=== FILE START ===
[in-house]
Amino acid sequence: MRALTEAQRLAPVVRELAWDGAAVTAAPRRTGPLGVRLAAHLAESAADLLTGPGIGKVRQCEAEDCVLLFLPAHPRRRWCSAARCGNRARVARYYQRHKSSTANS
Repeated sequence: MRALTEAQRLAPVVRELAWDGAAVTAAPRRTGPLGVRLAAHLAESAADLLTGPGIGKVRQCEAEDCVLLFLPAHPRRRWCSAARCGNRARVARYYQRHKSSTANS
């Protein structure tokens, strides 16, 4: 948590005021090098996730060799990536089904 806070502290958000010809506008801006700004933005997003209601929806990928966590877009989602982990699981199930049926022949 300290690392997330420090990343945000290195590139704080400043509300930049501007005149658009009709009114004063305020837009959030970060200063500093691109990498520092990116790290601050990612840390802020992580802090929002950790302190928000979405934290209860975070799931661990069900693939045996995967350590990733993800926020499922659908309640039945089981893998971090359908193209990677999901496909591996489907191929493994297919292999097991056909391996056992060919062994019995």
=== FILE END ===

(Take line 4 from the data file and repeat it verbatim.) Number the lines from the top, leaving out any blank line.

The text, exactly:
């Protein structure tokens, strides 16, 4: 948590005021090098996730060799990536089904 806070502290958000010809506008801006700004933005997003209601929806990928966590877009989602982990699981199930049926022949 300290690392997330420090990343945000290195590139704080400043509300930049501007005149658009009709009114004063305020837009959030970060200063500093691109990498520092990116790290601050990612840390802020992580802090929002950790302190928000979405934290209860975070799931661990069900693939045996995967350590990733993800926020499922659908309640039945089981893998971090359908193209990677999901496909591996489907191929493994297919292999097991056909391996056992060919062994019995």